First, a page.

COVID, lockdowns and quarantines mean that dry packaged foods that could last a long time are all of a sudden in high demand. At one point in 2020 Kraft Heinz quarterly sales increase more than they had since the two companies were combined.
James Fontantella-Khan (30:03):
It might sound cheesy, but like mac and cheese became, who cares about putting on a few kilos?
it was comfort food. Yeah. Yeah.
Aimee Keane (30:11):
The pandemic offers a boost to the bottom line. But investors' appetite for Kraft Heinz today is nowhere near where it was just a few years ago. The stock is a fraction of the value. It was when the companies merged. Meanwhile, Lemann, who's now in his eighties, has stepped down from the board. As for these iconic American brands themselves….
James Fontantella-Khan (30:32):
They were truly global. If you grew up in San Martino Siccomario, like about an hour from Milan as I did in a small village, you still found ketchup. You still found Kraft. Like, you know, these are, you know, we had the Italian words for those products and like, so yeah, these were like global, phenomenally global brands. And I think the question was, consumers globally have changed. And the lesson there is like if you, you need to be capable of pivoting constantly. Everybody always talked about a playbook. There is no playbook. There is a constant like shifting of, of taste.
Aimee Keane (31:13):
There's changing consumer taste for the products, but it's not just about the product. It's also about the way these brands and companies are managed. When a group like 3G Capital takes over.
James Fontantella-Khan (31:24):
The company doesn't take care of the people, the company takes care of shareholders who own the company. And so the basic idea behind that is the company needs to do everything possible to maximize profit. If that means shutting down a plant, you shut down the plant.
Aimee Keane (31:45):
This takes us back to Allentown, Pennsylvania, where Kraft Heinz shut down one of its plants after the merger. And to Rod Miller, who James caught up with. Rod told James that he and other workers were already facing fewer shifts and layoffs before news of the deal.
James Fontantella-Khan (32:01):
It was an industry in crisis.
Aimee Keane (32:03):
But when Rod and his fellow workers heard about the deal and that Warren Buffet was part of it, they thought it would be good news for their jobs.
James Fontantella-Khan (32:11):
They thought, oh, Warren Buffet is gonna come in. He's gonna save us. It turned out not to be like that. It turned out that Warren Buffett is a very good capitalist and like any good capitalist wants to make money. And if it comes at cutting jobs, he will go down that route. And I think that's what kind of touched me the most was the fact that like Rod was at the end of his kind of career and the felt, he felt like he, he had stripped of his dignity in many ways and, but he felt like, now the final years of my life, I'm gonna be doing some shitty job.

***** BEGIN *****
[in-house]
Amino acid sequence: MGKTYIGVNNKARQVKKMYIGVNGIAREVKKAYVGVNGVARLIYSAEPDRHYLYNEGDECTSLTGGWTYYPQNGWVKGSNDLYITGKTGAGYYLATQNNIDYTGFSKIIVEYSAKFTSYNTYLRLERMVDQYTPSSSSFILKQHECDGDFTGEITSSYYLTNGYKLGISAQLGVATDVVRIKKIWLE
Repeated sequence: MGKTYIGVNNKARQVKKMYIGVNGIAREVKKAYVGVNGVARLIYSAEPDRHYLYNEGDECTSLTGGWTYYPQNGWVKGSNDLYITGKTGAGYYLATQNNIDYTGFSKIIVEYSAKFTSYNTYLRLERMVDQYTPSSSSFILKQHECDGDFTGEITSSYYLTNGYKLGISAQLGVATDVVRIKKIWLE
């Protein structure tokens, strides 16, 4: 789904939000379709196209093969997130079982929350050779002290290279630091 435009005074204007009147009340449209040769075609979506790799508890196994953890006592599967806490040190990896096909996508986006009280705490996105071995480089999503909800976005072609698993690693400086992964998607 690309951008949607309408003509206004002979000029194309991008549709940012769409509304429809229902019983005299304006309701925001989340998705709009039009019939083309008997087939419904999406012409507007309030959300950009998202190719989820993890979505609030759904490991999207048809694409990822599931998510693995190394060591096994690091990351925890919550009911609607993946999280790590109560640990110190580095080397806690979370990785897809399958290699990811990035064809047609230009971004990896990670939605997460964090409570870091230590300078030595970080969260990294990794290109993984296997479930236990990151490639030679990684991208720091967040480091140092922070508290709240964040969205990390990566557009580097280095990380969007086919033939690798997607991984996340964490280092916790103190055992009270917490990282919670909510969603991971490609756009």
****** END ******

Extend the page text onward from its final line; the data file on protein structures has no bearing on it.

And this is not about blaming 3G or it's the, the capitalist society we we live in. And, and the impact it has on the lives of people like, like Rob Miller, who, who got laid off at that plant. And the conflict here is like, these guys are really good at making money, but the cost of their success is coming to the expense of somebody else. And so how do you reconcile that? And in hindsight, I feel like again, what is our role as journalist, you tell the story, you try not to take aside, you try to just expose the conflict so that it becomes clearer to people. And I think did that story change the course of like, the debate around kind of maximizing shareholder value? Absolutely not. But was it a little kind of chip at the idea that like, shareholder value maximization is the ultimate religion that we should live by? I think it did chip it, it contributed to a broader discussion about what kind of capitalism do we want? Do we want the most rapacious one or do we want a capitalist society where actually more people are brought, are lifted out of a situation or maybe have the chance to move up in, in life. And so that is the, the reason why I thought what appeared just as a simple A buys B kind of story had much more to it for the, the very nature of the actors involved.
Aimee Keane (34:21):
That's it for this week. Thanks for listening. If you like this episode, would you please leave us a review on Apple Podcasts or better yet, share the show with someone who might enjoy it and hit that subscribe button so you'll know every time we have a new episode. We've been asking you to send us your best deal stories and now we have a new question for you. What's the most underrated deal in M&A history? Maybe it's one you followed really closely that's been forgotten in the last few years, or maybe it just didn't get much coverage at the time. You know how this works. Send us a voice memo with your first name and where you're from. And then in just a few sentences, tell us what the deal was and why you think it matters. You can email your audio file to email@example.com.
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The Closer is a production of Project Brazen in partnership with PRX. Our show is produced by Isabelle Kerby-McGowan and Ben Walsh. Siddhartha Mahanta is our editor. Mariangel Gonzalez is our project manager, and Lucy Woods is our fact checker and head of research. Golda Arthur is our showrunner. And Bradley Hope and Tom Wright are executive producers at Project Brazen. Francesca Gilardi Quadrio Curzio, and Nour Abdel Latif are podcast strategists. Megan Dean is programming manager. And Ryan Ho is Design Lead. Thanks to Eric Gomez for audio engineering and sound design. Our composer is Alex García Amat.
I'm Aimee Keane. Thanks for listening.